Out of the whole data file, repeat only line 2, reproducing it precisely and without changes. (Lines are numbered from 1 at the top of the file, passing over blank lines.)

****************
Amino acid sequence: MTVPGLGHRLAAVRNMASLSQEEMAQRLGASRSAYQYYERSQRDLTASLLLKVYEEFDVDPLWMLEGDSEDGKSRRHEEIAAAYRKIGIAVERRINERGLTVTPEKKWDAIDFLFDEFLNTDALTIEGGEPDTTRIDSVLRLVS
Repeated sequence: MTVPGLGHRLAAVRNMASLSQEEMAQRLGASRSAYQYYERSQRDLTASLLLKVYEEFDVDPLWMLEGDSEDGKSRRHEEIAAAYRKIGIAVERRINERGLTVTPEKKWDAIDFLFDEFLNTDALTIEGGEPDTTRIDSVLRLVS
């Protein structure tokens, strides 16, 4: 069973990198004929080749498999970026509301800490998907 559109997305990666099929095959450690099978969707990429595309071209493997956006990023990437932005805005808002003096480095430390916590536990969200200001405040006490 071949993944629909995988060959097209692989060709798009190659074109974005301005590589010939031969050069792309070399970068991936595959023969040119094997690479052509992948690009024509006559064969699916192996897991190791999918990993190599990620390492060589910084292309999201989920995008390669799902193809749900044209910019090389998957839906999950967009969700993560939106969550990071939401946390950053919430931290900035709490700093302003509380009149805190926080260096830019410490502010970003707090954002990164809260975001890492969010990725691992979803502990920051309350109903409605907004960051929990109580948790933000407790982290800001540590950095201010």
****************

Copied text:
Repeated sequence: MTVPGLGHRLAAVRNMASLSQEEMAQRLGASRSAYQYYERSQRDLTASLLLKVYEEFDVDPLWMLEGDSEDGKSRRHEEIAAAYRKIGIAVERRINERGLTVTPEKKWDAIDFLFDEFLNTDALTIEGGEPDTTRIDSVLRLVS